In each training step, one sample vector from the input data set is chosen randomly and a similarity measure is calculated between it and all the weight vectors of the map. The Best-Matching Unit (BMU), denoted as c, is the unit whose weight vector has the greatest similarity with the input sample . The similarity is usually defined by means of a distance measure, typically Euclidian distance. Formally the BMU is defined as the neuron for which
where is the distance measure.
After finding the BMU, the weight vectors of the SOM are updated. The weight vectors of the BMU and its topological neighbors are moved closer to the input vector in the input space. This adaptation procedure stretches the BMU and its topological neighbors towards the sample vector. This is illustrated in figure 2.2, where the input vector given to the network is marked by an x.
Figure 2.2: Updating the best matching unit (BMU) and its neighbors towards the input sample marked with x. The solid and dashed lines correspond to situation before and after updating, respectively.
The SOM update rule for the weight vector of the unit i is:
where t denotes time. The is the input vector randomly drawn from the input data set at time t and the neighborhood kernel around the winner unit c at time t. The neighborhood kernel is a non-increasing function of time and of the distance of unit i from the winner unit c. It defines the region of influence that the input sample has on the SOM. The kernel is formed of two parts: the neighborhood function h(d,t) and the learning rate function :
where is the location of unit i on the map grid.
The simplest neighborhood function is the bubble: it is constant over the whole neighborhood of the winner unit and zero elsewhere (see figure 2.3a). Another is the Gaussian neighborhood function (see figure 2.3b). It gives slightly better results but is computationally somewhat heavier. Usually the neighborhood radius is bigger at first and is decreased linearly to one during the training.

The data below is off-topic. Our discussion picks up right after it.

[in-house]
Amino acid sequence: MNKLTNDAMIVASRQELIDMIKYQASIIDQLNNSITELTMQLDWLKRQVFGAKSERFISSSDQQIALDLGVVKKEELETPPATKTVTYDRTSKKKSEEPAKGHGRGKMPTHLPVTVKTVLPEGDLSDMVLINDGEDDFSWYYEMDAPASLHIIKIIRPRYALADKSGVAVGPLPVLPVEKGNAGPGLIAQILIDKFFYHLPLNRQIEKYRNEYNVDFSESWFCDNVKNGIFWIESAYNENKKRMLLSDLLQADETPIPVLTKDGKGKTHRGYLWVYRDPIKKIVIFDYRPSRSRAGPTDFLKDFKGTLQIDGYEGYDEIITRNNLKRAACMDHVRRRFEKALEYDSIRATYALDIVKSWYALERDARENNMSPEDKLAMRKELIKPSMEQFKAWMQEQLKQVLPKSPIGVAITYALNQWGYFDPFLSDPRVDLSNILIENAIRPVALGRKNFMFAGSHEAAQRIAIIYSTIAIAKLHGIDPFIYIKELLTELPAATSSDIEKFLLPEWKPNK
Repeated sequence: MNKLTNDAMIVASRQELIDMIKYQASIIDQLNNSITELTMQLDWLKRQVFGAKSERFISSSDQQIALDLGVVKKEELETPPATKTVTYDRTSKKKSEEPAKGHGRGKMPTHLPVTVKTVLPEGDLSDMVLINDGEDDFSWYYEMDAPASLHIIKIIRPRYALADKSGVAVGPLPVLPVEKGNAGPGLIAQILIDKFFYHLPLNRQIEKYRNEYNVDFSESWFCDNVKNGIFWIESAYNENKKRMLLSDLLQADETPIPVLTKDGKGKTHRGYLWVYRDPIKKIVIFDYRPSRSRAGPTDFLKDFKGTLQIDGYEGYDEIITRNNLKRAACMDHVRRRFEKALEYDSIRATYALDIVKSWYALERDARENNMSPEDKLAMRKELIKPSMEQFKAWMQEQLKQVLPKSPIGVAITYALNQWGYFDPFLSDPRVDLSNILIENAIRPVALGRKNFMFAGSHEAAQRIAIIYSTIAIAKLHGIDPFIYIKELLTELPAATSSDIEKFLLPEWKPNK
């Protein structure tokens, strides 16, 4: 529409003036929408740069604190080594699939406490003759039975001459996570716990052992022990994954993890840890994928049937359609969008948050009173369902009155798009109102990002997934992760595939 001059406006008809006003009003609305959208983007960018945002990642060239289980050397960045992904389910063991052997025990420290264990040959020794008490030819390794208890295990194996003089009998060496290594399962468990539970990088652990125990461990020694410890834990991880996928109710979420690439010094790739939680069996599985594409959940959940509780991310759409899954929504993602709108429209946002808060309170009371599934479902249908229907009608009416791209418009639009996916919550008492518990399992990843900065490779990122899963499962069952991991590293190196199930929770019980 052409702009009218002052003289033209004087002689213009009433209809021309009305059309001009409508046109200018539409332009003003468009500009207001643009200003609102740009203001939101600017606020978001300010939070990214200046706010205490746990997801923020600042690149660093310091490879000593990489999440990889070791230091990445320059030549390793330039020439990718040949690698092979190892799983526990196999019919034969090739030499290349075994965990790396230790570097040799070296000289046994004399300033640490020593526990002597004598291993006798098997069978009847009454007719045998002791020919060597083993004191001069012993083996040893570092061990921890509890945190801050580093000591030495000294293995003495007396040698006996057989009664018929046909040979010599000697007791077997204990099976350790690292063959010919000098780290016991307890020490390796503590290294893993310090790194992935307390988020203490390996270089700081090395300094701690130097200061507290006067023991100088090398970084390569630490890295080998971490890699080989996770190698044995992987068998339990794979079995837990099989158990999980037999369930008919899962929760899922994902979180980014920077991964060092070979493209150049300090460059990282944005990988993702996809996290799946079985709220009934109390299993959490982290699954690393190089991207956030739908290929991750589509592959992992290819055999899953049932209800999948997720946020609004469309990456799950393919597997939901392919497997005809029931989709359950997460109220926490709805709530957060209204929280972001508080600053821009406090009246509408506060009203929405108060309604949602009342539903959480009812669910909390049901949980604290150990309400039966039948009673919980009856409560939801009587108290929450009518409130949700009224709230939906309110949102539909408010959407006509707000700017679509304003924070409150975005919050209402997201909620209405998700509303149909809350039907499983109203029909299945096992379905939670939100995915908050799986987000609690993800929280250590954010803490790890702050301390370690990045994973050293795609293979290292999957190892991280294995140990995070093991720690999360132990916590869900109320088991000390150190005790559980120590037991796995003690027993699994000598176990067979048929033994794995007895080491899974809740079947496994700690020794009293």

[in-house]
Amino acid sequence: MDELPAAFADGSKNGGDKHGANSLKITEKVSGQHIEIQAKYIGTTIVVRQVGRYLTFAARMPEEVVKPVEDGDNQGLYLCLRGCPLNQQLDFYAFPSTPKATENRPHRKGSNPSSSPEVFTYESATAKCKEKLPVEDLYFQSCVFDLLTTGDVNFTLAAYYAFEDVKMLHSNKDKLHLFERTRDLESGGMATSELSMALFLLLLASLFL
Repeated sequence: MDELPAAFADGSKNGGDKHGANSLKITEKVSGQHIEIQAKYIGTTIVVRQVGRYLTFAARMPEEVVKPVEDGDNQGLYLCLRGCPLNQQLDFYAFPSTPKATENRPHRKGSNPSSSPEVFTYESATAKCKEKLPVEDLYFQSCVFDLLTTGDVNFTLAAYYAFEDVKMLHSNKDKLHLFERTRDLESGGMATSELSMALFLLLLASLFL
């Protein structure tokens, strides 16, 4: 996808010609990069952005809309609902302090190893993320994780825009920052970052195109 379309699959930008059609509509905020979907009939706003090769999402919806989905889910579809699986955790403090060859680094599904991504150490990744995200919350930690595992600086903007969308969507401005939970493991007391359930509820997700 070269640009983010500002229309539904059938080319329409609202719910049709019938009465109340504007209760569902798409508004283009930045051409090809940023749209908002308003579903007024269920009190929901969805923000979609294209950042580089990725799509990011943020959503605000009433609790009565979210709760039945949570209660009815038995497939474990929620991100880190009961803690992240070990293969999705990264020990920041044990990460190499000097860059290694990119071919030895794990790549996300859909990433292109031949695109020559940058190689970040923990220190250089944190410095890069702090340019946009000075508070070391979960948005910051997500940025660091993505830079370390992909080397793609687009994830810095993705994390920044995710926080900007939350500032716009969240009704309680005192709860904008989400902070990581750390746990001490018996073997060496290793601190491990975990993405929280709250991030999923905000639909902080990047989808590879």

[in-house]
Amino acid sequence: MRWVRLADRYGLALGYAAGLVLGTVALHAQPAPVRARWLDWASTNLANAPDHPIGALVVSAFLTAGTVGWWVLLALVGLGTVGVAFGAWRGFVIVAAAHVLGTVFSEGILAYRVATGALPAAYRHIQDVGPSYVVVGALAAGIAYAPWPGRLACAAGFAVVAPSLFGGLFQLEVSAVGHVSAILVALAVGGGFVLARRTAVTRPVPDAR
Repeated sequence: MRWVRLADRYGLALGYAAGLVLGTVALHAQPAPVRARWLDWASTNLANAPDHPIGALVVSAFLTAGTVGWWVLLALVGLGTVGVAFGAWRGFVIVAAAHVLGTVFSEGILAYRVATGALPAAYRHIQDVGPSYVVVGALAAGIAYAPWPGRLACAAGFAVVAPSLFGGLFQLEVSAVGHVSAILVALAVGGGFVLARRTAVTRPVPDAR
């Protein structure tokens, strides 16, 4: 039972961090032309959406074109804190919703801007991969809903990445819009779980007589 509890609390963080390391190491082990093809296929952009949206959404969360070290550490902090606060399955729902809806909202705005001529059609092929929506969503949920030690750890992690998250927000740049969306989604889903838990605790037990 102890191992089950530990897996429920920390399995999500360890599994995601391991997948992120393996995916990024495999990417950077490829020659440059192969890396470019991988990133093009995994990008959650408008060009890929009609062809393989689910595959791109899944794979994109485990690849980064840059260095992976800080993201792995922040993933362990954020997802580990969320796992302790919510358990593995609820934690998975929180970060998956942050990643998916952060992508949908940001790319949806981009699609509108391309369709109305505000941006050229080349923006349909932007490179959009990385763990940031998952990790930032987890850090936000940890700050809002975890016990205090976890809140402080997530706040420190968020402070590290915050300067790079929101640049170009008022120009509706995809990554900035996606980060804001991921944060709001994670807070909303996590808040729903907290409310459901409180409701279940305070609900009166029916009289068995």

Figure 2.3: The two basic neighborhood functions.
The learning rate is a decreasing function of time. Two commonly used forms are a linear function and a function inversely proportional to time: , where A and B are some suitably selected constants. Use of the latter function type ensures that all input samples have approximately equal influence on the training result .
The training is usually performed in two phases. In the first phase, relatively large initial alpha value and neighborhood radius are used. In the second phase both alpha value and neighborhood radius are small right from the beginning. This procedure corresponds to first tuning the SOM approximately to the same space as the input data and then fine-tuning the map. If the linear initialization procedure is used the first training phase can be skipped. There are several rules-of-thumb, found through experiments, for choosing suitable values .
There are many variants to the basic SOM. One variantion theme is to use neuron-specific learning rates and neighborhood sizes. Another is to use adaptive or even growing map structures. The goal of these variations is to enable the SOM to follow better the topology of the underlying data set or to achieve better quantization results. An usual defect of these methods is that the visualization properties suffer or that the algorithm becomes computationally heavier.